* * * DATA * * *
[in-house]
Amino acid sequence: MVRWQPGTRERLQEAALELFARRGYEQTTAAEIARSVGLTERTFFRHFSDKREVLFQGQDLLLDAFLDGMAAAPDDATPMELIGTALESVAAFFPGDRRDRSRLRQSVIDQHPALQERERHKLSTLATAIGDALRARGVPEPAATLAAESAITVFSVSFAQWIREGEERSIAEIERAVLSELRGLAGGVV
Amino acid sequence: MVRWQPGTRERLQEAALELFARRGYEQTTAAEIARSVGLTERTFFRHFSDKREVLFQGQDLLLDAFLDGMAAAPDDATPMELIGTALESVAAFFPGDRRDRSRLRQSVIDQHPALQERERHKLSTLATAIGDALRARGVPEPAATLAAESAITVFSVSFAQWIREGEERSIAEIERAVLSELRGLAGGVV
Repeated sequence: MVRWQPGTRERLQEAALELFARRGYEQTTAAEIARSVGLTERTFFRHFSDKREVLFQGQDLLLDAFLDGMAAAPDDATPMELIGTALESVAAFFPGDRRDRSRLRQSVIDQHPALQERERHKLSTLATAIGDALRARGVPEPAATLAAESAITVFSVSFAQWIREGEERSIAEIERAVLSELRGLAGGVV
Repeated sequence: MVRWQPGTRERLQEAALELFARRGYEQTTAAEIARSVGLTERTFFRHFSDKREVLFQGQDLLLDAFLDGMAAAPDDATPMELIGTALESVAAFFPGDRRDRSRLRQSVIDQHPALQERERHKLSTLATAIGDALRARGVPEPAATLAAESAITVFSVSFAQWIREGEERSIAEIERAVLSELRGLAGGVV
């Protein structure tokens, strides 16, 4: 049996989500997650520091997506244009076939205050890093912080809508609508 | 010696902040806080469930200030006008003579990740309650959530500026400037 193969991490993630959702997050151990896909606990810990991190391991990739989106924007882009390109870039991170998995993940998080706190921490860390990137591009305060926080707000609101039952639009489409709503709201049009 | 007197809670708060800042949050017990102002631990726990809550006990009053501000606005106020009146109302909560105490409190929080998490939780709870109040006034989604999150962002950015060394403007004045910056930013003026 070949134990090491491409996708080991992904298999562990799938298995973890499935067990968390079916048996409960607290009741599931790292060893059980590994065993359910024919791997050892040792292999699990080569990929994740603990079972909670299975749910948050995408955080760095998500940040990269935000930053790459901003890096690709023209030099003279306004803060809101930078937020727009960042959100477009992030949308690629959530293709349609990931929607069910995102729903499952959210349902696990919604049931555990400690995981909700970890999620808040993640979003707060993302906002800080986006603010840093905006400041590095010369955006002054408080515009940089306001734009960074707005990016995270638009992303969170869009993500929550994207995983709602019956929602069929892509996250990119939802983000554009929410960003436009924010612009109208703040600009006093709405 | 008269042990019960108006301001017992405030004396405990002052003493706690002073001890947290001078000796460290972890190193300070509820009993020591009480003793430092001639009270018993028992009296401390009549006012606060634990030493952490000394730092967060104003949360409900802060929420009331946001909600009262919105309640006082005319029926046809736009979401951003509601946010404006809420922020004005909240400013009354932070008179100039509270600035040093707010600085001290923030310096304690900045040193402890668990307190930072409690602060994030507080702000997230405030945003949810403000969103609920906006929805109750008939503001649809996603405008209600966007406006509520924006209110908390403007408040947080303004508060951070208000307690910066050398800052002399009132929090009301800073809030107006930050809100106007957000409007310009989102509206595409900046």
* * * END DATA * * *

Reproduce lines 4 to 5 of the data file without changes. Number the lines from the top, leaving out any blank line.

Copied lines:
Repeated sequence: MVRWQPGTRERLQEAALELFARRGYEQTTAAEIARSVGLTERTFFRHFSDKREVLFQGQDLLLDAFLDGMAAAPDDATPMELIGTALESVAAFFPGDRRDRSRLRQSVIDQHPALQERERHKLSTLATAIGDALRARGVPEPAATLAAESAITVFSVSFAQWIREGEERSIAEIERAVLSELRGLAGGVV
Repeated sequence: MVRWQPGTRERLQEAALELFARRGYEQTTAAEIARSVGLTERTFFRHFSDKREVLFQGQDLLLDAFLDGMAAAPDDATPMELIGTALESVAAFFPGDRRDRSRLRQSVIDQHPALQERERHKLSTLATAIGDALRARGVPEPAATLAAESAITVFSVSFAQWIREGEERSIAEIERAVLSELRGLAGGVV